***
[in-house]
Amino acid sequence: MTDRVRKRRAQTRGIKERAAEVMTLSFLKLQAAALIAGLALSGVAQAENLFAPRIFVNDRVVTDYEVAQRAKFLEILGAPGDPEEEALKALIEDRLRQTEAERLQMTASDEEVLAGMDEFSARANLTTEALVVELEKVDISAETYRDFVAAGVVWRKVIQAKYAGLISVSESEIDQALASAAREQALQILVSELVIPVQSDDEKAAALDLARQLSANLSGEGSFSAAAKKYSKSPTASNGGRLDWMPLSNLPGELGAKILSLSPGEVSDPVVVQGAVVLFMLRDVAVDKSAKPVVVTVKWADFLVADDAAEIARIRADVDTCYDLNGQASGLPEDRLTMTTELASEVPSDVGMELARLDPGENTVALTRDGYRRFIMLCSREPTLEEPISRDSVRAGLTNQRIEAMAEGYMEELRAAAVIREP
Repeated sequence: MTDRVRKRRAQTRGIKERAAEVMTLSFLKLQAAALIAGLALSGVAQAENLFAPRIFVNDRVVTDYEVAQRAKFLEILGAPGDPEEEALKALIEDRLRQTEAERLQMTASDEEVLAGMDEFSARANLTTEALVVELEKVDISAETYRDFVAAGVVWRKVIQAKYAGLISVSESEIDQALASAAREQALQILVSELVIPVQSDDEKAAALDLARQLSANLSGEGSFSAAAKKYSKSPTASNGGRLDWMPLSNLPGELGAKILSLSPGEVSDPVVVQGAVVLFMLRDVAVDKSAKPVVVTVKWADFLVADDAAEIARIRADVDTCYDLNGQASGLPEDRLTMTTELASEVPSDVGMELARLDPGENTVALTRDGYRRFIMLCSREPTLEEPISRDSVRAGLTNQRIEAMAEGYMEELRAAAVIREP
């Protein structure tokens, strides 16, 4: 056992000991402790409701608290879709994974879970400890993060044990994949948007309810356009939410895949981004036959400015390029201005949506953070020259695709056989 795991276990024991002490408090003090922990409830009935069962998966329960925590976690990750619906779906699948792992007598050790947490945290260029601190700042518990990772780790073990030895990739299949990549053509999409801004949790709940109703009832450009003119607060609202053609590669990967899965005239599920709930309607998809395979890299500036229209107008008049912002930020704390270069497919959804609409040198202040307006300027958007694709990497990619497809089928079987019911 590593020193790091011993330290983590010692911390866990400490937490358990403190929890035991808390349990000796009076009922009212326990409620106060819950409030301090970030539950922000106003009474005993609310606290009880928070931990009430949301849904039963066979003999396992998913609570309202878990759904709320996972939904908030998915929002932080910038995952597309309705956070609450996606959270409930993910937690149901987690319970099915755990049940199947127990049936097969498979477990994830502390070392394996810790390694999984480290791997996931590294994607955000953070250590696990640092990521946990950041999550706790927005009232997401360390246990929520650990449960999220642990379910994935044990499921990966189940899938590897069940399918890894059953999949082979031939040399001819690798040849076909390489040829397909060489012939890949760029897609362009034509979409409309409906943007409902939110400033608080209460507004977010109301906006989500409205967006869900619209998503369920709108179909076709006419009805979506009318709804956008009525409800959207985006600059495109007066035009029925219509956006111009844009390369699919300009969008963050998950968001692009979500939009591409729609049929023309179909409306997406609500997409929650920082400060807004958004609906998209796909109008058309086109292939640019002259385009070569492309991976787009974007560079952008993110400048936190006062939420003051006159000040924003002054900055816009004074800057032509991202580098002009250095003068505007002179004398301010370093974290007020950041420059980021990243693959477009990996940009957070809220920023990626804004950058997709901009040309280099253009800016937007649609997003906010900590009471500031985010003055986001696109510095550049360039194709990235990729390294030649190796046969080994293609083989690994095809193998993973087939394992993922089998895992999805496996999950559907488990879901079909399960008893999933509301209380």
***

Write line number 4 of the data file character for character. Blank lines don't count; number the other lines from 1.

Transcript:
């Protein structure tokens, strides 16, 4: 056992000991402790409701608290879709994974879970400890993060044990994949948007309810356009939410895949981004036959400015390029201005949506953070020259695709056989 795991276990024991002490408090003090922990409830009935069962998966329960925590976690990750619906779906699948792992007598050790947490945290260029601190700042518990990772780790073990030895990739299949990549053509999409801004949790709940109703009832450009003119607060609202053609590669990967899965005239599920709930309607998809395979890299500036229209107008008049912002930020704390270069497919959804609409040198202040307006300027958007694709990497990619497809089928079987019911 590593020193790091011993330290983590010692911390866990400490937490358990403190929890035991808390349990000796009076009922009212326990409620106060819950409030301090970030539950922000106003009474005993609310606290009880928070931990009430949301849904039963066979003999396992998913609570309202878990759904709320996972939904908030998915929002932080910038995952597309309705956070609450996606959270409930993910937690149901987690319970099915755990049940199947127990049936097969498979477990994830502390070392394996810790390694999984480290791997996931590294994607955000953070250590696990640092990521946990950041999550706790927005009232997401360390246990929520650990449960999220642990379910994935044990499921990966189940899938590897069940399918890894059953999949082979031939040399001819690798040849076909390489040829397909060489012939890949760029897609362009034509979409409309409906943007409902939110400033608080209460507004977010109301906006989500409205967006869900619209998503369920709108179909076709006419009805979506009318709804956008009525409800959207985006600059495109007066035009029925219509956006111009844009390369699919300009969008963050998950968001692009979500939009591409729609049929023309179909409306997406609500997409929650920082400060807004958004609906998209796909109008058309086109292939640019002259385009070569492309991976787009974007560079952008993110400048936190006062939420003051006159000040924003002054900055816009004074800057032509991202580098002009250095003068505007002179004398301010370093974290007020950041420059980021990243693959477009990996940009957070809220920023990626804004950058997709901009040309280099253009800016937007649609997003906010900590009471500031985010003055986001696109510095550049360039194709990235990729390294030649190796046969080994293609083989690994095809193998993973087939394992993922089998895992999805496996999950559907488990879901079909399960008893999933509301209380």